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Judges disagree on attorney fee provision

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A legal battle that was once about Indiana's requirements to obtain a driver's license or state identification turned into a tug-of-war appeal about attorney fees.

Both times, three illegal immigrants won their case before the Indiana Court of Appeals.

In Joel Silverman, in his official capacity as Commissioner of the Indiana Bureau of Motor Vehicles v. Miguel Villegas, Betty Doe, Mary Smith, et al., No. 49A02-0708-CV-754, the court decided 2-1 today that plaintiffs are prevailing parties for succeeding on a state statutory claim that is pendent to a substantial federal constitutional claim arising from the same case.

The ruling follows a previous appellate court decision in August 2005 first going in the plaintiffs' favor. Following a 2002 rule change about what documents were required to get an ID, the American Civil Liberties Union of Indiana sued on procedural and constitutional grounds to have the rule thrown out. The appellate court found the rule wasn't properly enacted and didn't address the larger constitutional issues, though the rule was ultimately adopted properly in early 2006.

After the first win, the plaintiffs filed a motion to enter judgment in their favor and then to secure attorney fees and costs as the prevailing party pursuant to 42 U.S. Code 1988 (Section 1988). The trial court granted that motion and ordered $112,468 be paid, but the Attorney General's office appealed and argued the plaintiffs hadn't suffered any injury through federal claims and the provision didn't apply.

The appellate panel affirmed the lower decision, finding that the court left the federal claim undecided three years ago and that the successful state law claim entitled them to "prevailing party" status for purposes of the attorney fee argument because it was part of the same "common nucleus of operative fact."

But Chief Judge John Baker disagreed, writing that the majority's opinion goes against the rationale of the attorney fee provision in the U.S. Code. He wrote the parties shouldn't be considered prevailing parties because they didn't succeed on the federal claims and the rule-making grounds the plaintiffs did succeed on weren't related to the underlying issues they'd sued over.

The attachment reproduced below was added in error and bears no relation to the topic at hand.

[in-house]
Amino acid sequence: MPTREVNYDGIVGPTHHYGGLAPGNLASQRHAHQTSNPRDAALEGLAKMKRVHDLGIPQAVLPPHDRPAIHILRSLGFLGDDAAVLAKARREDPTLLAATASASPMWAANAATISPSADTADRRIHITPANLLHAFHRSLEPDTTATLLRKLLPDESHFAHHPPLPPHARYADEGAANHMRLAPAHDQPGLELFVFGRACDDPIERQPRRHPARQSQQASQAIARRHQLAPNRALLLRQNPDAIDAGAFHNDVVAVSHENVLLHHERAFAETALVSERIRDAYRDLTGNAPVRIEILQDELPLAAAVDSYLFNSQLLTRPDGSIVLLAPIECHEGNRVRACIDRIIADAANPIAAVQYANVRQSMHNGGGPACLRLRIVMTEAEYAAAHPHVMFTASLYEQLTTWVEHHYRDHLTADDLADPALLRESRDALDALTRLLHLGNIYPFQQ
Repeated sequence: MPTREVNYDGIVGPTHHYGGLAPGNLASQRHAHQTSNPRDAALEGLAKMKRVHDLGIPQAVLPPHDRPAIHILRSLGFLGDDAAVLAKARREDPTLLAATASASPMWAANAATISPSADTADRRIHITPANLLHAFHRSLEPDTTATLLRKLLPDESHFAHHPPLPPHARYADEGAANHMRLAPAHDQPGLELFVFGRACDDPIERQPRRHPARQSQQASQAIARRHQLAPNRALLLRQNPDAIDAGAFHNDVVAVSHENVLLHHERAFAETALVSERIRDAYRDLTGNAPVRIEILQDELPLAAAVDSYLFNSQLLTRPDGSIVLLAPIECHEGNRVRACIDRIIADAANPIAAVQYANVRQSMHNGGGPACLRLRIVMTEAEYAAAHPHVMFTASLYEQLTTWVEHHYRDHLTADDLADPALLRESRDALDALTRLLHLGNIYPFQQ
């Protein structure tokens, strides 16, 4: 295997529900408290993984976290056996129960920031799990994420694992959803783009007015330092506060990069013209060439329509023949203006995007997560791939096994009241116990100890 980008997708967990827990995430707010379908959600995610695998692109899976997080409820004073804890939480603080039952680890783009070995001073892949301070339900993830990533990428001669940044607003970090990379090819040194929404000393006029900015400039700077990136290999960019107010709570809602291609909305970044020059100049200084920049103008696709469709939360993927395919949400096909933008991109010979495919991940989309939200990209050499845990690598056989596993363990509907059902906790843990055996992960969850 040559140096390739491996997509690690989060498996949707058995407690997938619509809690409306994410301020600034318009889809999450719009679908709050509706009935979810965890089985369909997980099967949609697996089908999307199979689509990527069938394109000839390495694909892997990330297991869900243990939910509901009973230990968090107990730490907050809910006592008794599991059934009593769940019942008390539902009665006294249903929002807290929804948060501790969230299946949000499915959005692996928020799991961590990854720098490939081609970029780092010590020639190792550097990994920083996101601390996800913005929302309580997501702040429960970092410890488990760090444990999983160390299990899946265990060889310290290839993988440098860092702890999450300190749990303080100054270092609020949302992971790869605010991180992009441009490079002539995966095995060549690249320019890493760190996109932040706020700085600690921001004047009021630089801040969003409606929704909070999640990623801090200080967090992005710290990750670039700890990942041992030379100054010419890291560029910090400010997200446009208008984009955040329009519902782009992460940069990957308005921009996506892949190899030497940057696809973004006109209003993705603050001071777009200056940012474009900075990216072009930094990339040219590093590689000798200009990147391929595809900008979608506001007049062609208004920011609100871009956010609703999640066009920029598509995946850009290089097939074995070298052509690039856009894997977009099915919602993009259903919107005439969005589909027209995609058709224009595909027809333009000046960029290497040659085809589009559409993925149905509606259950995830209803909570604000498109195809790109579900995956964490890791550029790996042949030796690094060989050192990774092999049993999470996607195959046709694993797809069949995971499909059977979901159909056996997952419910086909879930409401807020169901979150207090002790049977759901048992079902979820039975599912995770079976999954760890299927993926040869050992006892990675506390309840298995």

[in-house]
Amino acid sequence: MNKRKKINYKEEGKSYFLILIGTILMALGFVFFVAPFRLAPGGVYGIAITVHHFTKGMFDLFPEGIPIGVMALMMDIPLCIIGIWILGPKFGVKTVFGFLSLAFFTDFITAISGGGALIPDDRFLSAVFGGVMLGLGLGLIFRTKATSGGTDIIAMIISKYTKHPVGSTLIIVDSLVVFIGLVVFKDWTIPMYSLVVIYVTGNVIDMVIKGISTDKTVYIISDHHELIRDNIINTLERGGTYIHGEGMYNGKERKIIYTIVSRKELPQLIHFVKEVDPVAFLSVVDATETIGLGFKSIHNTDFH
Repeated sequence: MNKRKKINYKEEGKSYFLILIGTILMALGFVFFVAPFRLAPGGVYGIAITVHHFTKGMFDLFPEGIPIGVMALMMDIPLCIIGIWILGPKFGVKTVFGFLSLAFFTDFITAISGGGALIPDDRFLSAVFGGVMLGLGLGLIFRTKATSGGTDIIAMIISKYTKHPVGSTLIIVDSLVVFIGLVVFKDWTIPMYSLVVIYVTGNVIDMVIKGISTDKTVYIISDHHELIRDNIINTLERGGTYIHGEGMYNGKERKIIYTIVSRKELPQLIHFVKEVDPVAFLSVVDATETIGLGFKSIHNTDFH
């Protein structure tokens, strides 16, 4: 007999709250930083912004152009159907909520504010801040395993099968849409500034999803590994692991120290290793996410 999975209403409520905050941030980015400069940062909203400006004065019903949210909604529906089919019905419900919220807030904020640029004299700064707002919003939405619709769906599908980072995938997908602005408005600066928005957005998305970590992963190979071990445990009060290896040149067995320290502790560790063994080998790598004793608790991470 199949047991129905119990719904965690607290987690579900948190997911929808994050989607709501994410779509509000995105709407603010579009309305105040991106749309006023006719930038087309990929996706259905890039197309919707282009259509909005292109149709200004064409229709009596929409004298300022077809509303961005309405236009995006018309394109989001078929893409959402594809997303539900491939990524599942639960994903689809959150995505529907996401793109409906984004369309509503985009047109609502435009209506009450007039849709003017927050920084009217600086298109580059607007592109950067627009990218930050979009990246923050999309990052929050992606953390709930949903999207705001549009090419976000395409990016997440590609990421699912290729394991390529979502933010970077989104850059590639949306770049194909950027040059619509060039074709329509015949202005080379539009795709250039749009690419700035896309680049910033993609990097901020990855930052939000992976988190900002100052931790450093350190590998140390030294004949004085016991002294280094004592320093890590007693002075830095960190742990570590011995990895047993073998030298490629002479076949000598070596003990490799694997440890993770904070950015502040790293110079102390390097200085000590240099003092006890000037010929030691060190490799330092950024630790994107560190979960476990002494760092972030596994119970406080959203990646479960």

"The majority seemingly takes the view that a claimant need only advance 'some' type of constitutional claim and succeed on a non-related state claim to become entitled to attorneys' fees. ... To me, such a notion contradicts the spirit of the Section 1988 provisions," the chief judge wrote.

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  1. Major social engineering imposed by judicial order well in advance of democratic change, has been the story of the whole post ww2 period. Contraception, desegregation, abortion, gay marriage: all rammed down the throats of Americans who didn't vote to change existing laws on any such thing, by the unelected lifetime tenure Supreme court heirarchs. Maybe people came to accept those things once imposed upon them, but, that's accommodation not acceptance; and surely not democracy. So let's quit lying to the kids telling them this is a democracy. Some sort of oligarchy, but no democracy that's for sure, and it never was. A bourgeois republic from day one.

  2. JD Massur, yes, brings to mind a similar stand at a Texas Mission in 1836. Or Vladivostok in 1918. As you seemingly gloat, to the victors go the spoils ... let the looting begin, right?

  3. I always wondered why high fence deer hunting was frowned upon? I guess you need to keep the population steady. If you don't, no one can enjoy hunting! Thanks for the post! Fence

  4. Whether you support "gay marriage" or not is not the issue. The issue is whether the SCOTUS can extract from an unmentionable somewhere the notion that the Constitution forbids government "interference" in the "right" to marry. Just imagine time-traveling to Philadelphia in 1787. Ask James Madison if the document he and his fellows just wrote allowed him- or forbade government to "interfere" with- his "right" to marry George Washington? He would have immediately- and justly- summoned the Sergeant-at-Arms to throw your sorry self out into the street. Far from being a day of liberation, this is a day of capitulation by the Rule of Law to the Rule of What's Happening Now.

  5. With today's ruling, AG Zoeller's arguments in the cases of Obamacare and Same-sex Marriage can be relegated to the ash heap of history. 0-fer

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